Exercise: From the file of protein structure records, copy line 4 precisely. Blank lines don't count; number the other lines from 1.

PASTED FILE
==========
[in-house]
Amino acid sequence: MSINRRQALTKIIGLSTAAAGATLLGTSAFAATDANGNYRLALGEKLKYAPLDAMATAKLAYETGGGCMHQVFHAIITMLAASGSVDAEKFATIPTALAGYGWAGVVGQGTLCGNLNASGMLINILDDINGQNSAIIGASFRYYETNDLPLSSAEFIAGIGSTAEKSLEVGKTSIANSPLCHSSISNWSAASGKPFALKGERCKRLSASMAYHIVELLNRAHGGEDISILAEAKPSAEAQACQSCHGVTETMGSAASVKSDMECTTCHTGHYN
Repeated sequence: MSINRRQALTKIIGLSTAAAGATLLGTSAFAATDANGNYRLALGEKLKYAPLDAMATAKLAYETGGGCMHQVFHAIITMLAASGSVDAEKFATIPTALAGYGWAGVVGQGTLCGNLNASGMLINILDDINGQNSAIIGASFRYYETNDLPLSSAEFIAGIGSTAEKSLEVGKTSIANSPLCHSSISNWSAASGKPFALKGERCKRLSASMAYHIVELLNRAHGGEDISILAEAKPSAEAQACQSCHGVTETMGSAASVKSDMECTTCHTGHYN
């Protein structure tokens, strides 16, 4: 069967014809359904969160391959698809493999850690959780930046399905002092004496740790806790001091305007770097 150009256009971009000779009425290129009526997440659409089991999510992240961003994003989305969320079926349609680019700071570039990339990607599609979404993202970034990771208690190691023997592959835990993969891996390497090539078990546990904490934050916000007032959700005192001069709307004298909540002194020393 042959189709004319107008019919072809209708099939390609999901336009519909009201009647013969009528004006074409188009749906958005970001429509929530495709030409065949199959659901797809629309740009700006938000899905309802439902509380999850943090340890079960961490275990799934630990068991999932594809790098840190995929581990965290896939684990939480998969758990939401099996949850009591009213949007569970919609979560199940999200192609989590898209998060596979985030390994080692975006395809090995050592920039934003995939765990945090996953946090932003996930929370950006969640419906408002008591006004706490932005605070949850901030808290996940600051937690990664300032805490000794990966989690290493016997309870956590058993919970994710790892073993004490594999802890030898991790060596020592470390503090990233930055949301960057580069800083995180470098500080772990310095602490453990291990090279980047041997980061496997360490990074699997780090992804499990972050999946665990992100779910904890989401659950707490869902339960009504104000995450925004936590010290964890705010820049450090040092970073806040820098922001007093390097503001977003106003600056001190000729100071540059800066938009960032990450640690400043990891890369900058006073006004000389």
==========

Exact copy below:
């Protein structure tokens, strides 16, 4: 069967014809359904969160391959698809493999850690959780930046399905002092004496740790806790001091305007770097 150009256009971009000779009425290129009526997440659409089991999510992240961003994003989305969320079926349609680019700071570039990339990607599609979404993202970034990771208690190691023997592959835990993969891996390497090539078990546990904490934050916000007032959700005192001069709307004298909540002194020393 042959189709004319107008019919072809209708099939390609999901336009519909009201009647013969009528004006074409188009749906958005970001429509929530495709030409065949199959659901797809629309740009700006938000899905309802439902509380999850943090340890079960961490275990799934630990068991999932594809790098840190995929581990965290896939684990939480998969758990939401099996949850009591009213949007569970919609979560199940999200192609989590898209998060596979985030390994080692975006395809090995050592920039934003995939765990945090996953946090932003996930929370950006969640419906408002008591006004706490932005605070949850901030808290996940600051937690990664300032805490000794990966989690290493016997309870956590058993919970994710790892073993004490594999802890030898991790060596020592470390503090990233930055949301960057580069800083995180470098500080772990310095602490453990291990090279980047041997980061496997360490990074699997780090992804499990972050999946665990992100779910904890989401659950707490869902339960009504104000995450925004936590010290964890705010820049450090040092970073806040820098922001007093390097503001977003106003600056001190000729100071540059800066938009960032990450640690400043990891890369900058006073006004000389």